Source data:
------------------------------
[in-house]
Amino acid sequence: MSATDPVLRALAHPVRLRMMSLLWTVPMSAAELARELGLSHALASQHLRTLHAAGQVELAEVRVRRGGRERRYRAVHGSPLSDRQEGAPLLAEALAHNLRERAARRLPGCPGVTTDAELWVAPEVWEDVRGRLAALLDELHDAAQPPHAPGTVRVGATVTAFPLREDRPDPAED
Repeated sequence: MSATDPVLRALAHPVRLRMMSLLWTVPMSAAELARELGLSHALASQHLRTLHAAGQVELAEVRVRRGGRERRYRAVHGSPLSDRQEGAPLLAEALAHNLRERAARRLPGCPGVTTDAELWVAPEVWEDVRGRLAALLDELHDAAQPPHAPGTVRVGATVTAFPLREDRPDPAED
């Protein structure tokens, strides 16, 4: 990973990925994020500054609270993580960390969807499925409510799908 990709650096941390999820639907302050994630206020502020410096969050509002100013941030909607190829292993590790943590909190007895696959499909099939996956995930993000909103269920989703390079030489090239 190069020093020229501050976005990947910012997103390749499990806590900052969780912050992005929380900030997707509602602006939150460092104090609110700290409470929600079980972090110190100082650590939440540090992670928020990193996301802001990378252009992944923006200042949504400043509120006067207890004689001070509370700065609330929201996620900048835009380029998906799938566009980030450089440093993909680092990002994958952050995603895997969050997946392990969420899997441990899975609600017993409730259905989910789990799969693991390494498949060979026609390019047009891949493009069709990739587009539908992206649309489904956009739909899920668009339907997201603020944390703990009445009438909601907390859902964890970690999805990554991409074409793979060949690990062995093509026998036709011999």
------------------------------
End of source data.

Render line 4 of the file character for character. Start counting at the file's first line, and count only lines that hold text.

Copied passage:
């Protein structure tokens, strides 16, 4: 990973990925994020500054609270993580960390969807499925409510799908 990709650096941390999820639907302050994630206020502020410096969050509002100013941030909607190829292993590790943590909190007895696959499909099939996956995930993000909103269920989703390079030489090239 190069020093020229501050976005990947910012997103390749499990806590900052969780912050992005929380900030997707509602602006939150460092104090609110700290409470929600079980972090110190100082650590939440540090992670928020990193996301802001990378252009992944923006200042949504400043509120006067207890004689001070509370700065609330929201996620900048835009380029998906799938566009980030450089440093993909680092990002994958952050995603895997969050997946392990969420899997441990899975609600017993409730259905989910789990799969693991390494498949060979026609390019047009891949493009069709990739587009539908992206649309489904956009739909899920668009339907997201603020944390703990009445009438909601907390859902964890970690999805990554991409074409793979060949690990062995093509026998036709011999």